Random thoughts on the world of wine, presented in no particular order.

Friday, April 24, 2009

The care and feeding of Cellartracker, part 1, managing your collection.

Cellartracker.com is an online wine database; it allows you to track your wine collection, make reviews on wines you've tasted, see what other people think of wines before you buy... basically, it's a wine-and-computer-geek's paradise.

So how do you use it?

Well, after setting up an account, you might want to start adding the wines you've already got on hand into your cellar.  It's easiest to do so by searching for the wine in the search box; make sure that the dropdown menu is on "wine (all data)," and that the "only show mine" checkbox is unchecked.  So, for example, if you have a bottle of Château Pontet-Canet 2005, that should be your search term (and, don't worry about any circumflexes, accents, or umlauts -- you can type the letter in as normal, without the mark).  In the case of Pontet-Canet 2005, the search will return three wines -- Hauts de Pontet-Canet, Pontet Canet, and Pontet-Canet Kosher.  

Click on the name of the correct wine, and Cellartracker will bring you to the specific wine's page.  Here, you can see other user reviews of the wine, add copyrighted reviews (from, say, Wine Spectator, or Wine Enthusiast), make notes, and generally work with your database .

To add a bottle (or more) of wine to your cellar, either click under "My Inventory," or "add a new purchase."  I prefer to record purchases, as that allows me to track the cost/value of my wines, so we'll treat this hypothetical addition as a purchase; if you prefer to simply add inventory, the process is similar.

On the purchase page, there are options for number of bottles, size (the default is 750 ml, but if you've got a magnum or half-bottle, or some other size, find it in the dropdown), cost per bottle, store (this should be initially empty, but there's a text-entry box to add a new store; you can set a store as a default under "my account" on the "display options" tab), purchase date, delivery date (useful for wine bought online, or a futures purchase), any order notes, a storage location box (default is "cellar," but if you store wine in another place -- for example, keeping Champagne in the fridge -- enter that location in the text box, and you can choose it later in the dropdown.  You can set a default the same place as a default store -- "my account," in the "display options" tab), and bin (if you've got a large cellar that is subdivided by bins...).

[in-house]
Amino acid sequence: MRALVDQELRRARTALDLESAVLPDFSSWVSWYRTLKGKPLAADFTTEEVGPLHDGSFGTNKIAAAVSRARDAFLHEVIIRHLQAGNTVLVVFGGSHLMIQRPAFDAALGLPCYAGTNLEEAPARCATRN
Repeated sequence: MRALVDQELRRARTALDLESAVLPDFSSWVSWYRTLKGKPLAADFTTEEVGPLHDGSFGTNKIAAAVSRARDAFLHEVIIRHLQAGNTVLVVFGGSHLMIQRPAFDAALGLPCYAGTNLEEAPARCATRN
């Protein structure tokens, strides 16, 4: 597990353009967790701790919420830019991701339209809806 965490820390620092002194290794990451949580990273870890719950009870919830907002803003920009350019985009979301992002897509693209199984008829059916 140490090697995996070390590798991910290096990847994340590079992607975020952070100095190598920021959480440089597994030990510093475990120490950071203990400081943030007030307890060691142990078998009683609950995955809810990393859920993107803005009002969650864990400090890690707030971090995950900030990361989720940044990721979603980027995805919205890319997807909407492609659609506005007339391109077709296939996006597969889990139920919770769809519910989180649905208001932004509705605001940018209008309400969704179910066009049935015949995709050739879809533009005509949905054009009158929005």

So, enter the appropriate information, click "add new purchase," and lather, rinse, and repeat with the next wine.  If you've got a large collection, this could be a weekend-long project (ahh, but think of the fun you can have, ferreting out bottles, remembering where you were and what you were doing when you got them....).

Now, that's what you do when everything goes right.  What if you can't find a wine you own?  Well, that's when it's time to add a new wine... which we'll get to tomorrow.

When you're done adding wines (and making notes on wines that aren't in the cellartracker database -- and, yes, you may well find some, even as complete as the database is), you should be able to see a long list of your wines when you click "my cellar."  Some of them will have drinking windows (right now, that'll be the average of what other cellartracker users thing the drinking window of the wine is), some will have a rating denoted as something like "CT88.4," which would mean the average user rating of that wine is an 88.4 -- and that there may well be reviews that describe the wine (some folks only add numerical ratings, so not all wines with a CT score will have full reviews).  From this main cellar page, you can do a number of things; sort your wines by varietal, vintage, producer, and appellation in the "summarize by," dropdown.  You can even print a wine list!

Tomorrow:  Adding new wines to the database, and consuming wine... from the database, I mean -- I'd hope that you know how to consume wine, in general!

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